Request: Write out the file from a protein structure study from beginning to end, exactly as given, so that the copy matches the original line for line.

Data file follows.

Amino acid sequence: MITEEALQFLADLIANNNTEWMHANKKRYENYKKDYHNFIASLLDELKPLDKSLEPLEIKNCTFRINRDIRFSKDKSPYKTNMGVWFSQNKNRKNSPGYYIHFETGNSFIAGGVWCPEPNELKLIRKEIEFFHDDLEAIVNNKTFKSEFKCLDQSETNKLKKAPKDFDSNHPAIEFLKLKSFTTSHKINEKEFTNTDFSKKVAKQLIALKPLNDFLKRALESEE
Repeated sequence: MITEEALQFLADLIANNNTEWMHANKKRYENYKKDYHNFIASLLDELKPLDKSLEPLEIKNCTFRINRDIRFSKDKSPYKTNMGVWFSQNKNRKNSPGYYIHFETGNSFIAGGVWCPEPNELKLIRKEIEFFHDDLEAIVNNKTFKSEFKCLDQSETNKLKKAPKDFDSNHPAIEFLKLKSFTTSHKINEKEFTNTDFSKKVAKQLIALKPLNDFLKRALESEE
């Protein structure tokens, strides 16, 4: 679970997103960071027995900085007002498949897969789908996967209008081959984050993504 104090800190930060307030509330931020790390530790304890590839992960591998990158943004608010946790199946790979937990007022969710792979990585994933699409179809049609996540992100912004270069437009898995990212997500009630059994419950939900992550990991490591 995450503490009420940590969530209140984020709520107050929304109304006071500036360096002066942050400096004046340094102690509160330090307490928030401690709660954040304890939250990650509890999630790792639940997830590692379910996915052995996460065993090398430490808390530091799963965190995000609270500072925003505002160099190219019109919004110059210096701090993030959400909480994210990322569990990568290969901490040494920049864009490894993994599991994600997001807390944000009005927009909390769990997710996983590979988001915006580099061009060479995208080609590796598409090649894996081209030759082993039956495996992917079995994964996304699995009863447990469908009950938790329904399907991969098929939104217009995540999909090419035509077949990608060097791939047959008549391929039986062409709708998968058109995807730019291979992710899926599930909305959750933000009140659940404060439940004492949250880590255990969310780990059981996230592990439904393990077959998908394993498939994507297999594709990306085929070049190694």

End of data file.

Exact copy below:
Amino acid sequence: MITEEALQFLADLIANNNTEWMHANKKRYENYKKDYHNFIASLLDELKPLDKSLEPLEIKNCTFRINRDIRFSKDKSPYKTNMGVWFSQNKNRKNSPGYYIHFETGNSFIAGGVWCPEPNELKLIRKEIEFFHDDLEAIVNNKTFKSEFKCLDQSETNKLKKAPKDFDSNHPAIEFLKLKSFTTSHKINEKEFTNTDFSKKVAKQLIALKPLNDFLKRALESEE
Repeated sequence: MITEEALQFLADLIANNNTEWMHANKKRYENYKKDYHNFIASLLDELKPLDKSLEPLEIKNCTFRINRDIRFSKDKSPYKTNMGVWFSQNKNRKNSPGYYIHFETGNSFIAGGVWCPEPNELKLIRKEIEFFHDDLEAIVNNKTFKSEFKCLDQSETNKLKKAPKDFDSNHPAIEFLKLKSFTTSHKINEKEFTNTDFSKKVAKQLIALKPLNDFLKRALESEE
């Protein structure tokens, strides 16, 4: 679970997103960071027995900085007002498949897969789908996967209008081959984050993504 104090800190930060307030509330931020790390530790304890590839992960591998990158943004608010946790199946790979937990007022969710792979990585994933699409179809049609996540992100912004270069437009898995990212997500009630059994419950939900992550990991490591 995450503490009420940590969530209140984020709520107050929304109304006071500036360096002066942050400096004046340094102690509160330090307490928030401690709660954040304890939250990650509890999630790792639940997830590692379910996915052995996460065993090398430490808390530091799963965190995000609270500072925003505002160099190219019109919004110059210096701090993030959400909480994210990322569990990568290969901490040494920049864009490894993994599991994600997001807390944000009005927009909390769990997710996983590979988001915006580099061009060479995208080609590796598409090649894996081209030759082993039956495996992917079995994964996304699995009863447990469908009950938790329904399907991969098929939104217009995540999909090419035509077949990608060097791939047959008549391929039986062409709708998968058109995807730019291979992710899926599930909305959750933000009140659940404060439940004492949250880590255990969310780990059981996230592990439904393990077959998908394993498939994507297999594709990306085929070049190694």